Training cats to use the litter box

It’s not difficult to train cats to use the litter box. Learn how to be successful with your training.

Training kittens to use the litter box - house training

House training of cats

If a kitten grows up with its mother, it’s the mother which trains the kitten to become clean. The mother cat cleans its baby during the first weeks of its life. When the newborn kitten starts eating solid food, after about 4 to 6 weeks, she stops her cleaning services. To show the kitten where to relieve itself, some mother cats carry or push their babies into the litter tray. Kittens learn quickly, as they are curious and imitate their mothers. Since the first weeks of life are very important for a kitten’s development, it should not be separated from its mother before it is 12 weeks old.

Where’s the litter box?

If your kitten has learned from its mom to use the litter box, it will be clean in its new home within a very short time. If the mother cat hasn’t trained the young feline, you might need a little more time and patience. It’s best to take a few days off when bringing a kitten home to your house. Show the new family member where the cat toilet is and put it into the tray. Scrape with your finger in the litter. Since the kitten is curious it will instantly inspect the box – and possibly run out immediately. Place the young cat into the box several times a day, especially after it has eaten and after sleeping to avoid it doing its business elsewhere.

How to get your cat used to the litter box

Observe your kitten during the settling phase. The more time you spend with your new family member, the faster you will recognise when it is looking for a place to go to the toilet outside the litter box. When the baby cat starts sniffing the ground and seems restless, you should act quickly. Pick the cat up and put it into the cat toilet immediately. Once the cat starts urinating or defecating into the box, give it praise by caressing it and using friendly words. And if an accident happens to the kitten unnoticed by you, never punish it: cats learn through praise rather than through punishment. Remove the waste and clean the spot thoroughly. Usually, the kitten should get used to the litter box in the new home after just a few days. To make sure that your house training is successful, follow these 10 tips:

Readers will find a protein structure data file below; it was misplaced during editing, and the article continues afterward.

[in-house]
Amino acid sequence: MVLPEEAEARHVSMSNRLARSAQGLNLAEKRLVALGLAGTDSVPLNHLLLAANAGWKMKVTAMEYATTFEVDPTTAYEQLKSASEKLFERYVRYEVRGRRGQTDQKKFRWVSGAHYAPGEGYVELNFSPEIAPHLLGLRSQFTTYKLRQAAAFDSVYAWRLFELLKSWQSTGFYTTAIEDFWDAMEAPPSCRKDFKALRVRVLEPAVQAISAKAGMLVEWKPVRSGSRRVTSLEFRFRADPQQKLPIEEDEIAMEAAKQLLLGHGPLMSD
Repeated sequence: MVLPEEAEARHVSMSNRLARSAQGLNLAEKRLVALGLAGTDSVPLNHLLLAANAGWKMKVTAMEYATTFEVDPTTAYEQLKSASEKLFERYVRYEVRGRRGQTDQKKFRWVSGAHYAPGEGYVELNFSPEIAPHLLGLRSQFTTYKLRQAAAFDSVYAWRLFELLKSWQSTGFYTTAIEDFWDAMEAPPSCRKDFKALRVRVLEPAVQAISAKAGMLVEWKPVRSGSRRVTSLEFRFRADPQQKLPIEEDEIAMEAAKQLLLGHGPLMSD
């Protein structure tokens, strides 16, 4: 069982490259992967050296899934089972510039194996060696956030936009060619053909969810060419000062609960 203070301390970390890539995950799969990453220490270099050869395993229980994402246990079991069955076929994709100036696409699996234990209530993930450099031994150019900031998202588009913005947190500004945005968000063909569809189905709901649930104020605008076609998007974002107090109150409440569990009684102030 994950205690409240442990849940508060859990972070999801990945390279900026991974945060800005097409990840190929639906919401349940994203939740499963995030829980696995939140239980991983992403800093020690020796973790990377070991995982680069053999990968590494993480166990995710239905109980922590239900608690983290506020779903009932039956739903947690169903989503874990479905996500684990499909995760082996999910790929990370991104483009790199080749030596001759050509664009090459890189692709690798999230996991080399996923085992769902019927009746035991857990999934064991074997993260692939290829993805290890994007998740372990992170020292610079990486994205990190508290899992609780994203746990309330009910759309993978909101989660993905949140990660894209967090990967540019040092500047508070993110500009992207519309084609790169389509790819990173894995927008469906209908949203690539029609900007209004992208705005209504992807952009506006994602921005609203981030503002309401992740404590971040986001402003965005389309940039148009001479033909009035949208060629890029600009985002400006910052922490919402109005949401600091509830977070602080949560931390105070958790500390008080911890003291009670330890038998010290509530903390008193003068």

1. Place the cat toilet in a quiet and clean place. Cats don’t like their litter box being located in a busy area.
  2. Make sure that the litter box is accessible at all times.
  3. The litter box should be placed far enough away from the cat’s food bowl.
  4. Choose a litter box with a low lip for a small kitten, allowing the youngster to get in and out without any problems.
  5. Praise your kitten the first few times that it uses the toilet. Praise can help you to train your cat to become clean.
  6. Use a plant-based litter. Kittens like playing with the litter and sometimes even eat it. Our plant-based litter COSYCAT is 100 % ecological and easily digestible. For a comparison of the advantages and disadvantages of mineral and plant-based cat litter see Mineral clumping litter compared with plant-based clumping litter in our Advice section.
  7. Make sure to use a soft litter that is pleasant for the cat’s sensitive paws.
  8. Remove the waste several times a day from the cat toilet during the first training phase. As soon as the cat uses the litter box regularly, we recommend removing the waste twice a day.
  9. Clean the litter box thoroughly from time to time. The cleaning intervals depend on the cat litter you use.
    If you use a clumping litter, clean out the box completely after approximately 4 to 6 weeks. With a non-clumping litter, clean the box thoroughly after 1 week. We recommend that you use organic clumping litter because it has many benefits for humans, animals and the environment.

Use a litter box with which your cat feels comfortable. Litter boxes can be covered or uncovered, they can have a swing door or a built-in sieve tray. The latter are also called sifting litter boxes. Many cats don’t like covered trays as the cover reinforces the odours. If your kitten doesn’t want to use the litter box at all, try another box.